Interestingly, although wild-type Arabidopsis roots embedded within a homogeneous agar-based environment grow straight downward, their tips still oscillate around the net growth axis. The degree of cell file twisting at the root tip does not differ significantly between roots growing in agar and roots growing on the surface of the agar medium (Sedbrook et al., 2002). Furthermore, the frequency of root tip oscillations under these two growth conditions does not differ (Mullen et al., 1998). These observations suggest that the coiling behavior of roots is surface-triggered and can be uncoupled from circumnutation in the absence of an asymmetric mechanical stimulus (Rutherford and Masson, 1996; Mullen et al., 1998; Sedbrook et al., 2002). Decreasing the agar content of the growth medium, or tilting the media-containing plates forward slightly so that gravitropism tends to pull the roots away from the surface, diminishes the slanting tendency of roots. These observations suggest that the coil-inducing stimulus may be tactile (Okada and Shimura, 1990; Rutherford and Masson, 1996).

In addition to the right-slanting phenotype, Arabidopsis roots exhibit an elaborate, wavy growth pattern on agar surfaces that have been tilted backward (Okada and Shimura, 1990). Root waving consists of a succession of left-handed and right-handed circumnutation-like movements, each accompanied by CFRs in the opposite direction, originating within the basal region of the root elongation zone (Okada and Shimura, 1990; Rutherford and Masson, 1996). This behavior can be described as a succession of leftward and rightward root slanting movements, which appears to result from a combination of gravity and touch stimulation (Okada and Shimura, 1990; Simmons et al., 1995; Rutherford and Masson, 1996; Rutherford et al., 1998). Other surface-derived stimuli may also be involved (Buer et al., 2000).

To further characterize the processes involved in determining root rotational polarity and helical growth, we have screened a collection of activation-tagged Arabidopsis lines for altered root-waving and/or root-skewing phenotypes. Here, we describe the isolation and characterization of a mutation (wvd2-1) that inhibits root waving and reverses root slanting on agar surfaces. Our analysis strongly suggests that WVD2 (GenBank accession no. AF548461) and at least one of its paralogs (WDL1) function as regulators of rotational polarity and anisotropic cell expansion during organ growth.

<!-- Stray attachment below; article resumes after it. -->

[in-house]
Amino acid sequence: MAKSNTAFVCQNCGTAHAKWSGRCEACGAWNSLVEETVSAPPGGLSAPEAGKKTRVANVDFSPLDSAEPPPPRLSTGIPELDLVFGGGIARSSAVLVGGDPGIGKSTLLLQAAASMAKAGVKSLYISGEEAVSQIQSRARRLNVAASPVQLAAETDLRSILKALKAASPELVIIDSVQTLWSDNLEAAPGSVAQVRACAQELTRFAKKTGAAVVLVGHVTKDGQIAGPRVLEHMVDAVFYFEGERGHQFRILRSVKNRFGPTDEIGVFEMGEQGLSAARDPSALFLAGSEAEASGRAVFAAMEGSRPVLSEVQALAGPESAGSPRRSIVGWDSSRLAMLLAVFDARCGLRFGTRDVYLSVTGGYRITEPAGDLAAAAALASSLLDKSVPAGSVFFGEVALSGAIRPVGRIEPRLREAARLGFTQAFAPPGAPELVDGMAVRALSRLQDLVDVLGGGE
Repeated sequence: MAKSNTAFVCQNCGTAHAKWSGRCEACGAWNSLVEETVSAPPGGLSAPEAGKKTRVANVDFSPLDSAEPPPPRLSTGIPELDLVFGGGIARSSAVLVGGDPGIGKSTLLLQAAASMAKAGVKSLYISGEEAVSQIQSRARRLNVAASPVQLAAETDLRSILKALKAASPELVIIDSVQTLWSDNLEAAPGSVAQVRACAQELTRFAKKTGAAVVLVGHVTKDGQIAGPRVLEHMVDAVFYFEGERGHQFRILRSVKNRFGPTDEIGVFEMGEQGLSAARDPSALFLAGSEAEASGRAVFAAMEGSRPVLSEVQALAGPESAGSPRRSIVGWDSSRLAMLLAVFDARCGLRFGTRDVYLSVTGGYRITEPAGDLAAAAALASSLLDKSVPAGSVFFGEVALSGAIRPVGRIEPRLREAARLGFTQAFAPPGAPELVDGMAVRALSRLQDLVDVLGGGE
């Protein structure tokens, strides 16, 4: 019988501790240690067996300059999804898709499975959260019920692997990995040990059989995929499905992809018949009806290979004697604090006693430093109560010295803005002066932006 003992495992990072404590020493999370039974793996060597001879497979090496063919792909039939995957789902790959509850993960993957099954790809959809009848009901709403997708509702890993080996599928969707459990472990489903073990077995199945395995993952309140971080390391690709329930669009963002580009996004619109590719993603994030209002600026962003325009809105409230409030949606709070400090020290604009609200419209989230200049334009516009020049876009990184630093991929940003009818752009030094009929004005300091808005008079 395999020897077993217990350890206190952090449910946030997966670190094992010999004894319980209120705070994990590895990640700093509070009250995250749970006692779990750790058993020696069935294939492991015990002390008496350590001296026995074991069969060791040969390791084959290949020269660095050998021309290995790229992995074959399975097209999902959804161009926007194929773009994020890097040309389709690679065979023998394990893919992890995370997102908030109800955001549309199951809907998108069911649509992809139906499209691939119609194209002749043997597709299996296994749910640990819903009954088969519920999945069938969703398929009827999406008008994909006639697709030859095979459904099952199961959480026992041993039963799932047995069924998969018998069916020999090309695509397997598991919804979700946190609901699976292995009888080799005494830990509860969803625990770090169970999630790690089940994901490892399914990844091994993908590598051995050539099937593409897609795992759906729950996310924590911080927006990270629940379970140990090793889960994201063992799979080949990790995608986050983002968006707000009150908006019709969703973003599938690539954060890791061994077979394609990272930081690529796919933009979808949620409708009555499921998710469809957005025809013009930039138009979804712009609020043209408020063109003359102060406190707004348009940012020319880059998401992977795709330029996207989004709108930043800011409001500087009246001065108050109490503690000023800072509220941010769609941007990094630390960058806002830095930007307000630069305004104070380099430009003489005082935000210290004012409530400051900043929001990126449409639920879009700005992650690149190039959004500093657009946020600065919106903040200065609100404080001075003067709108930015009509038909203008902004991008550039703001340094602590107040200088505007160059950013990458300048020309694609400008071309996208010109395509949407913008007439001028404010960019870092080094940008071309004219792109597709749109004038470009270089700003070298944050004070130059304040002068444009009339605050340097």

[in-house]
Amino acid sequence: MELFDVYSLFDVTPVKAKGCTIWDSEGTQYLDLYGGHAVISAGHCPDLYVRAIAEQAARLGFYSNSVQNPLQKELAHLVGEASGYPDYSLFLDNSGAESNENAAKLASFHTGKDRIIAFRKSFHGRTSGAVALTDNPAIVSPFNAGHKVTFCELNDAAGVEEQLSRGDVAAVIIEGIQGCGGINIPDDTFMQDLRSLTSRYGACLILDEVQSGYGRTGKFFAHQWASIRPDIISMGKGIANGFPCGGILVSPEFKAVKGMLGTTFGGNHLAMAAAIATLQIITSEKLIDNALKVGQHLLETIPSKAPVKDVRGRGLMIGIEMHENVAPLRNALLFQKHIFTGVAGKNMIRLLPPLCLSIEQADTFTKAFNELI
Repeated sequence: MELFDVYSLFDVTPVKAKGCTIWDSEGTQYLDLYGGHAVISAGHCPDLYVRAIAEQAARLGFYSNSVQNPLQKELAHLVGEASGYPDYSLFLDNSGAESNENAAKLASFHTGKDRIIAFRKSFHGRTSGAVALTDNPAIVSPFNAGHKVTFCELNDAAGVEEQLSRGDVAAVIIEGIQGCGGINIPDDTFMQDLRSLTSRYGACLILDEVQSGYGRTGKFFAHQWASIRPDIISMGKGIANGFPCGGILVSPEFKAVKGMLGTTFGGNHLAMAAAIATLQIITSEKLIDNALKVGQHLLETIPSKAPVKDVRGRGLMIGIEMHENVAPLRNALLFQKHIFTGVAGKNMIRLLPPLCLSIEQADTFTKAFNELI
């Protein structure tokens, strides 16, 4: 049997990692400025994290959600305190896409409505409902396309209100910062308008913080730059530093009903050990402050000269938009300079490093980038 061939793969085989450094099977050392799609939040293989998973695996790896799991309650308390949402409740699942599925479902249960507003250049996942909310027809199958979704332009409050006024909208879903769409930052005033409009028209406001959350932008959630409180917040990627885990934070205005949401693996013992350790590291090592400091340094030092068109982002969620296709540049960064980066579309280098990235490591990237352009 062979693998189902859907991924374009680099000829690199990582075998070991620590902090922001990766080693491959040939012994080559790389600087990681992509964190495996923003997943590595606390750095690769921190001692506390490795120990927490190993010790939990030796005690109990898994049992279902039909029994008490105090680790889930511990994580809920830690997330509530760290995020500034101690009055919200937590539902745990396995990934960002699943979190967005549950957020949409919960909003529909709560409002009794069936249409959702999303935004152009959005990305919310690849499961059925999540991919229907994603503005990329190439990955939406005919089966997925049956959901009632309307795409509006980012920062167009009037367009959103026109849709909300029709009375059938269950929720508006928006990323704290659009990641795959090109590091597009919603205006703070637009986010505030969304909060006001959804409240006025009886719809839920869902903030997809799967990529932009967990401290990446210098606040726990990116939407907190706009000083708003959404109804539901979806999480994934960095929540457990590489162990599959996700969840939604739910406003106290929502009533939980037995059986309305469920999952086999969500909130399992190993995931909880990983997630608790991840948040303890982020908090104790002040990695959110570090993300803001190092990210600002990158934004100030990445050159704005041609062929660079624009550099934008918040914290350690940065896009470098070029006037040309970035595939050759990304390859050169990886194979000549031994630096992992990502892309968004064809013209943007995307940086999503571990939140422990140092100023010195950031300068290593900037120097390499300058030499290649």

Isolation and Characterization of wvd2-1

The wvd2-1 mutant displayed altered root growth phenotypes on inclined agar surfaces. Whereas the roots of wild-type Arabidopsis seedlings (ecotype No-0) formed sinusoidal waves and skewed to the right of the gravity vector, wvd2-1 roots skewed leftward without waving when grown under these conditions (Fig. (Fig.1A).1A). In addition, homozygous wvd2-1 roots elongated at a slower rate than wild type and were noticeably larger in diameter (Table (TableI).I). wvd2-1 roots also possessed a higher density of root hairs than wild type, although no hairs were found at ectopic positions within atrichoblastic cell files (data not shown). Cells within the epidermal layer appeared to bulge out at random locations along the root (Fig. (Fig.2,2, C and H). The F1 progeny derived from out-crosses between homozygous wvd2-1 and wild-type plants also exhibited suppressed root waving, and had intermediate root-skewing, elongation, and radial expansion phenotypes (Fig. (Fig.1A;1A; Table TableI).I). However, they lacked the hairy-root and epidermal cell-bulging phenotypes of homozygous wvd2-1 roots (Figs. (Figs.2,2, B and E). Genetic analysis of the subsequent F2 generation revealed that wvd2-1 segregated as a single, semidominant mutation (1:2:1 ratio; χ2 = 0.0169; n = 472).

Figure 1
Root growth phenotypes on agar surfaces of wild type (ecotype Nossen-0 [No-0]), homozygous wvd2-1, or the F1 progeny of a cross between wvd2-1 and No-0 (A); of representative T2 plants segregating for either the 35S:WVD2 (B) or 35S:WDL1 ...
Table I
Biometrical analysis of root and shoot phenotypes
Figure 2
Epidermal CFR phenotypes. Close-up images of roots grown on a tilted agar surface (A-F) or embedded in agar (G and H). Images were taken either at the tip (A–C) or at the mature zone (D–H) of 7-d-old roots: A, D, and G, Wild-type No-0; ...

The mean angle of wvd2-1 root skewing varied according to the orientation of the agar surface. Mutant roots exhibited greater mean angles of leftward skewing on agar surfaces inclined backward than on vertically positioned surfaces, with the angle of leftward deviation increasing the further the agar plate was tilted backward (Table (TableII).II). By comparison, the skewing angles of wild-type No-0 roots grown on tilted and untilted plates did not differ significantly, although plate tilting appeared to increase the amplitude of wild-type root waving (data not shown). The growth vectors of wvd2-1 and wild-type roots submerged within the agar-solidified growth medium did not deviate significantly from the vertical axis (Table (TableII),II), indicating that the wvd2-1 skewed root growth phenotype neither is caused by nor results in an alteration of the root gravitropic set point angle. However, the bending kinetics of wvd2-1 roots lagged slightly behind that of wild-type roots upon gravistimulation (supplementary data can be viewed at www.plantphysiol.org), possibly because of the large difference in rate of root elongation between mutant and wild-type seedlings.

Table II
Effect of the growth conditions on root skewing